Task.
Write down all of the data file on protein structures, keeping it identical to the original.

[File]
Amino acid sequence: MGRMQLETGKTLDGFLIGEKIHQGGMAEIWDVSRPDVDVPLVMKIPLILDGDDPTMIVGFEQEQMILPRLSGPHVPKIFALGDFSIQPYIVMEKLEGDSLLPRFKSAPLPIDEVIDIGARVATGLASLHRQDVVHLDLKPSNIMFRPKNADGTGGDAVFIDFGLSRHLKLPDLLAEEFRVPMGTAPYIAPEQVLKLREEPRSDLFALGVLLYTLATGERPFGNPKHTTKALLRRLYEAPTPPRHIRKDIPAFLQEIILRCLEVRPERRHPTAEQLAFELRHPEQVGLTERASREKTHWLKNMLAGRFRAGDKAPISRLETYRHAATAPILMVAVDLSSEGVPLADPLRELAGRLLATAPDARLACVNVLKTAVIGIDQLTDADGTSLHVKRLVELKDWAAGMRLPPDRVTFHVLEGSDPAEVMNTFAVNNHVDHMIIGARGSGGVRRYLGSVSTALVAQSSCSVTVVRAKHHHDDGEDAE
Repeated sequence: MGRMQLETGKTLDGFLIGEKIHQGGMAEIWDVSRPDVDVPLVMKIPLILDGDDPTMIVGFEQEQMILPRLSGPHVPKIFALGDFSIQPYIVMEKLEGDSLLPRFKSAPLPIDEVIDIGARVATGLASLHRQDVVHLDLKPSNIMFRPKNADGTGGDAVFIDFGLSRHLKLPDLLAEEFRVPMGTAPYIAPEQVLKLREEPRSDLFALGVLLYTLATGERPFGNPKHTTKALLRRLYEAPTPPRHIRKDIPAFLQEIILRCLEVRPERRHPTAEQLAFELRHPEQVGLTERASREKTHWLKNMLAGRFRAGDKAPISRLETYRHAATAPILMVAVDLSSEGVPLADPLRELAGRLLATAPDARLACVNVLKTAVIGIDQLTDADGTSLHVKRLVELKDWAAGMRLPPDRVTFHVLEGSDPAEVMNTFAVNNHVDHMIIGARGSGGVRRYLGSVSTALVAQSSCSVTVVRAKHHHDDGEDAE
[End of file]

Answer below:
Amino acid sequence: MGRMQLETGKTLDGFLIGEKIHQGGMAEIWDVSRPDVDVPLVMKIPLILDGDDPTMIVGFEQEQMILPRLSGPHVPKIFALGDFSIQPYIVMEKLEGDSLLPRFKSAPLPIDEVIDIGARVATGLASLHRQDVVHLDLKPSNIMFRPKNADGTGGDAVFIDFGLSRHLKLPDLLAEEFRVPMGTAPYIAPEQVLKLREEPRSDLFALGVLLYTLATGERPFGNPKHTTKALLRRLYEAPTPPRHIRKDIPAFLQEIILRCLEVRPERRHPTAEQLAFELRHPEQVGLTERASREKTHWLKNMLAGRFRAGDKAPISRLETYRHAATAPILMVAVDLSSEGVPLADPLRELAGRLLATAPDARLACVNVLKTAVIGIDQLTDADGTSLHVKRLVELKDWAAGMRLPPDRVTFHVLEGSDPAEVMNTFAVNNHVDHMIIGARGSGGVRRYLGSVSTALVAQSSCSVTVVRAKHHHDDGEDAE
Repeated sequence: MGRMQLETGKTLDGFLIGEKIHQGGMAEIWDVSRPDVDVPLVMKIPLILDGDDPTMIVGFEQEQMILPRLSGPHVPKIFALGDFSIQPYIVMEKLEGDSLLPRFKSAPLPIDEVIDIGARVATGLASLHRQDVVHLDLKPSNIMFRPKNADGTGGDAVFIDFGLSRHLKLPDLLAEEFRVPMGTAPYIAPEQVLKLREEPRSDLFALGVLLYTLATGERPFGNPKHTTKALLRRLYEAPTPPRHIRKDIPAFLQEIILRCLEVRPERRHPTAEQLAFELRHPEQVGLTERASREKTHWLKNMLAGRFRAGDKAPISRLETYRHAATAPILMVAVDLSSEGVPLADPLRELAGRLLATAPDARLACVNVLKTAVIGIDQLTDADGTSLHVKRLVELKDWAAGMRLPPDRVTFHVLEGSDPAEVMNTFAVNNHVDHMIIGARGSGGVRRYLGSVSTALVAQSSCSVTVVRAKHHHDDGEDAE